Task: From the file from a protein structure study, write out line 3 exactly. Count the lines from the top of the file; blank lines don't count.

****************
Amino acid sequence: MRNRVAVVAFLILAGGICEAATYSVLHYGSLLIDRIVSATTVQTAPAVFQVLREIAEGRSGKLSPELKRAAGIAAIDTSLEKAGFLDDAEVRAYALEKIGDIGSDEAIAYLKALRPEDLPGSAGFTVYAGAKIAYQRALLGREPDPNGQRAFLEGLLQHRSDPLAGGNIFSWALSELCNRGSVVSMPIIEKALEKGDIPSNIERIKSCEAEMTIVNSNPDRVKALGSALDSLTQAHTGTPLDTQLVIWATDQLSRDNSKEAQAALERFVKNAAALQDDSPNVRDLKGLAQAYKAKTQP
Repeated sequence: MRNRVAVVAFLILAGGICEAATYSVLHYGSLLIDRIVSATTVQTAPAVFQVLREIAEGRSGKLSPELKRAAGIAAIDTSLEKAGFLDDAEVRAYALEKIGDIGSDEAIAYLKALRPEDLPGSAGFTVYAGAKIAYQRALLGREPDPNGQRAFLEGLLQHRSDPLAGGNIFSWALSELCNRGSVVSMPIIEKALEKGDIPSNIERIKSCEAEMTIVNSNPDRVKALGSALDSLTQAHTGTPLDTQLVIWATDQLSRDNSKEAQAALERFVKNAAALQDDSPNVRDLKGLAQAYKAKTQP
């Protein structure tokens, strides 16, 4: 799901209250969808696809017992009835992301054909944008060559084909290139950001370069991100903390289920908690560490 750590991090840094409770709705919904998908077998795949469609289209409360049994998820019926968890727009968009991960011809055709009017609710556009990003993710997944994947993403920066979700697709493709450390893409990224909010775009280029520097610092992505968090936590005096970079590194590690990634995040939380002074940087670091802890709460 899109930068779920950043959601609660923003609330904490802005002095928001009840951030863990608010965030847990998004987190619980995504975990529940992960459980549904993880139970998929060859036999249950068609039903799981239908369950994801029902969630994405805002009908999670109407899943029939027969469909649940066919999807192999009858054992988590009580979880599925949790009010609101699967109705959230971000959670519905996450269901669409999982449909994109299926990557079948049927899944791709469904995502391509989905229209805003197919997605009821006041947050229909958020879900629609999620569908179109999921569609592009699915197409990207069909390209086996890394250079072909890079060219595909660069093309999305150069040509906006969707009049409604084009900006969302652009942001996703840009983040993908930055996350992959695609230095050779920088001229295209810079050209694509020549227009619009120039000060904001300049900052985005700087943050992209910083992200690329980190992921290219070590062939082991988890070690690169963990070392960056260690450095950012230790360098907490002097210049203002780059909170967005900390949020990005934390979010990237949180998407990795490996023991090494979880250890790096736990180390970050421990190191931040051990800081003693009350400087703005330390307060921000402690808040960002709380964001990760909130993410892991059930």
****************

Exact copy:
């Protein structure tokens, strides 16, 4: 799901209250969808696809017992009835992301054909944008060559084909290139950001370069991100903390289920908690560490 750590991090840094409770709705919904998908077998795949469609289209409360049994998820019926968890727009968009991960011809055709009017609710556009990003993710997944994947993403920066979700697709493709450390893409990224909010775009280029520097610092992505968090936590005096970079590194590690990634995040939380002074940087670091802890709460 899109930068779920950043959601609660923003609330904490802005002095928001009840951030863990608010965030847990998004987190619980995504975990529940992960459980549904993880139970998929060859036999249950068609039903799981239908369950994801029902969630994405805002009908999670109407899943029939027969469909649940066919999807192999009858054992988590009580979880599925949790009010609101699967109705959230971000959670519905996450269901669409999982449909994109299926990557079948049927899944791709469904995502391509989905229209805003197919997605009821006041947050229909958020879900629609999620569908179109999921569609592009699915197409990207069909390209086996890394250079072909890079060219595909660069093309999305150069040509906006969707009049409604084009900006969302652009942001996703840009983040993908930055996350992959695609230095050779920088001229295209810079050209694509020549227009619009120039000060904001300049900052985005700087943050992209910083992200690329980190992921290219070590062939082991988890070690690169963990070392960056260690450095950012230790360098907490002097210049203002780059909170967005900390949020990005934390979010990237949180998407990795490996023991090494979880250890790096736990180390970050421990190191931040051990800081003693009350400087703005330390307060921000402690808040960002709380964001990760909130993410892991059930």